A few days ago, Hancock Health, which operates dozens of health care facilities in Indiana became a victim of ransomware in an attack that infected its computer system and locked up more than 1,400 of its files. In return for freeing the files, the cybercriminals demanded a ransom of approximately $50,000 in Bitcoins, which the hospital paid, after which their files which included patient records and company emails were unencrypted. It appears that the source of the ransomware infection was through an outside vendor of Hancock Health victimized by spear phishing.
Most ransomware attacks as well as other types of malware attacks are spread through phishing emails that lure unsuspecting people into clicking on malware infected links or downloading attachments tainted with malware. As I am constantly reminding you, never click on links or download attachments until you have confirmed that they are legitimate.
You also should update all of your electronic devices with the latest security updates and patches as soon as they become available, preferably automatically. Many past ransomware attacks exploited vulnerabilities for which patches had already been issued.
As for protecting yourself specifically from ransomware, you should back up all of your data on at least two different platforms, such as in the Cloud and on a portable hard drive. Companies and agencies which can afford to should also use Whitelisting software which prevents the installation of any unauthorized computer software programs.
Following the massive data breach at Equifax in which data including Social Security numbers of 145 million Americans was stolen, putting these people (myself included) in danger of identity theft for the rest of our lives, Equifax offered everyone one year of free credit monitoring through Trusted ID credit monitoring, however, the offer will be expiring on January 31st. The offer of free credit monitoring includes monitoring of activity at Experian and TransUnion, the other major credit reporting agencies as well as Equifax. The offer also offers the ability to lock and unlock your credit report at Equifax for a year at no charge. It is important, however, to remember that a credit lock is not the same as a credit freeze.
The best thing you can do to protect yourself from many forms of identity theft is to put a credit freeze on your credit report at each of the three major credit reporting agencies. However, the credit reporting agencies are recommending that you use a new invention of theirs which they call a “credit lock” instead of a credit freeze to protect your data. They tout them as being more convenient and tie them into other services. However, the truth is that you are better off with a credit freeze than with a credit lock. Credit freezes are governed by laws that protect you, while credit locks are creations of the credit reporting agencies pursuant to contracts which they can change at will. In addition, you may not desire the extra services you end up paying for at Experian which includes credit locks in security packages that can cost you more than a credit freeze while providing services you may not need. Quite frankly, I don’t trust any of the credit reporting agencies to have our best interest as their primary motivation so I believe you are better off choosing to put a credit freeze on your credit reports at each of the three major credit reporting agencies rather than a credit lock.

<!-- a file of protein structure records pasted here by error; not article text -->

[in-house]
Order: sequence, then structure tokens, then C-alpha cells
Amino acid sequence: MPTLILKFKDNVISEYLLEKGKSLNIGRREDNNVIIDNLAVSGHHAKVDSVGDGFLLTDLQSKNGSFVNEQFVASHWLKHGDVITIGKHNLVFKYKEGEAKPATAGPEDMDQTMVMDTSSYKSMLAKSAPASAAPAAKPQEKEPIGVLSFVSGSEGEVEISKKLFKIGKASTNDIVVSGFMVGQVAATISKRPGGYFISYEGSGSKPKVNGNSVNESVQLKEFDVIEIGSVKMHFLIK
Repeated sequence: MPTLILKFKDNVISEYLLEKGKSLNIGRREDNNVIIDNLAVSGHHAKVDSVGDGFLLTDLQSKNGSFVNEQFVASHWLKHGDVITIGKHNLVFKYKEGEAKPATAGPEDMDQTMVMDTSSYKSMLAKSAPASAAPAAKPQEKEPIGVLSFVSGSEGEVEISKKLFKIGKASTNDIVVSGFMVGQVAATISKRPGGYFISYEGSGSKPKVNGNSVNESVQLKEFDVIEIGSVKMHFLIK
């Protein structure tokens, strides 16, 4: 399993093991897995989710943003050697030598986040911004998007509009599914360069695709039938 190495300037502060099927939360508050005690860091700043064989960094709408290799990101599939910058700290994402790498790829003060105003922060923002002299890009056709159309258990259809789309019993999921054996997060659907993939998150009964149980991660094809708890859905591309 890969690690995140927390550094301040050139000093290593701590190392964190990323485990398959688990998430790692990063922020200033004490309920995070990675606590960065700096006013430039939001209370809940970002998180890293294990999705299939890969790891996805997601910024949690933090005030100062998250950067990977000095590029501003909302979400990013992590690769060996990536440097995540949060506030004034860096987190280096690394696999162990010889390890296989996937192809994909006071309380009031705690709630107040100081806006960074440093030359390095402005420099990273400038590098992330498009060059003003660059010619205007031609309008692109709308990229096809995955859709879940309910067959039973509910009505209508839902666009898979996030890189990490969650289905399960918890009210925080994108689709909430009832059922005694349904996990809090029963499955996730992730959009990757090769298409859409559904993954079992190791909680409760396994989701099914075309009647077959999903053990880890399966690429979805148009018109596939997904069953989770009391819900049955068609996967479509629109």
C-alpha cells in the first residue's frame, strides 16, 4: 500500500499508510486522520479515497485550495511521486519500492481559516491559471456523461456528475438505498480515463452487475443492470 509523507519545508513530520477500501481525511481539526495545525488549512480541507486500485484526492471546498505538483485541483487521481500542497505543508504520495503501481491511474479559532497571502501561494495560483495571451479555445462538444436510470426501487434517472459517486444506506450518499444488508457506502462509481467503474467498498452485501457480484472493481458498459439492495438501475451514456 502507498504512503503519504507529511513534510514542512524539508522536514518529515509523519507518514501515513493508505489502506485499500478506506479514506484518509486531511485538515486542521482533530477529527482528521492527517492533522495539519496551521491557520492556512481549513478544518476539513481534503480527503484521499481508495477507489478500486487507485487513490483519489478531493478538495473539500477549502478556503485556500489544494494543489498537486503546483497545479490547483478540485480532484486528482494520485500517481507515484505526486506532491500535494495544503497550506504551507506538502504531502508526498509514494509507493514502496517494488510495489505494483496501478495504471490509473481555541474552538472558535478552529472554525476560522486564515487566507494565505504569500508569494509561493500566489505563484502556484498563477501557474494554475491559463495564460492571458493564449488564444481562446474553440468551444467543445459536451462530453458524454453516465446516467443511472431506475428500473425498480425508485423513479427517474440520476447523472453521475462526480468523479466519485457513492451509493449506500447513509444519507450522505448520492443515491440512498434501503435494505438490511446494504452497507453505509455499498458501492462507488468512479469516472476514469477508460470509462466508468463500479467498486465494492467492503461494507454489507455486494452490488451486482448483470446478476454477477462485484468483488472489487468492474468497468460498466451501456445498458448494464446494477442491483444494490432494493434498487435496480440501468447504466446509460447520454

To get started, it’s best to first understand the laws and fees governing credit freezes in your state. This link describes the credit freeze laws for each state. http://www.ncsl.org/research/financial-services-and-commerce/consumer-report-security-freeze-state-statutes.aspx
To get the maximum protection from identity theft, it is important to freeze your credit at each of the three major credit reporting agencies. Here are links to each of them with instructions about how to get a credit freeze:
Once you have frozen your credit, be sure to keep the PIN and information on how to unfreeze your credit report in a safe place.
If you wish to use the free credit monitoring offered by Equifax, you can do so at https://www.equifaxsecurity2017.com/
You also may wish to use the free credit monitoring services offered by Credit Karma. In return for the free credit monitoring services, you agree to receive credit card recommendations. For more information go to https://www.creditkarma.com/
The FTC is mailing thousands of checks totaling 2.2 million dollars to the victims of a telemarketing scam through which the scammers promised substantial income to people who paid for their work-at-home Internet business coaching services. The scammers used various names to perpetrate their scams including Professional Learning Institute, Pinnacle Learning Institute, Advantage Education and Discover Education. If you were a victim of this scam you should be receiving a check in the mail shortly. For more information about this scam you can go to the top of the first page of the Scamicide website and click on the tab entitled “FTC Scam Refunds.”
It is important to remember that there is no charge to victims to be eligible for these cash refunds nor will you be required to provide personal financial information. If you are contacted by someone seeking payment to become eligible for the refund or asking for personal financial information pertaining to receiving your check, he or she is just another scammer.
While there are legitimate work-at-home opportunities, many scammers lure people into phony work-at-home schemes that are merely scams. As always, if it sounds too good to be true, it generally is. Never invest in a work-at-home scheme unless you have thoroughly investigated the company offering the program and the program itself. In addition, work-at-home programs that pay you merely to reship goods sent to you are often part of a larger scam where stolen credit cards are used to purchase goods that are sent to you to reship to an accomplice of the original scammer as a part of money laundering. In that scam, you may not only risk losing money to a scammer, but even becoming an accessory to a crime.
The rapid rise in the value of Bitcoins and other cryptocurrencies have attracted many eager investors, but unfortunately, have also attracted many scammers eager to take advantage of unwary investors. One particular scam involves an app that, for a prepaid fee, will mine Bitcoins on your behalf which are then transferred to an account from which you cannot take out the Bitcoins.
The best way to avoid becoming a victim of the particular scam described above is by researching thoroughly any company with which you are considering doing business in regard to purchasing Bitcoins.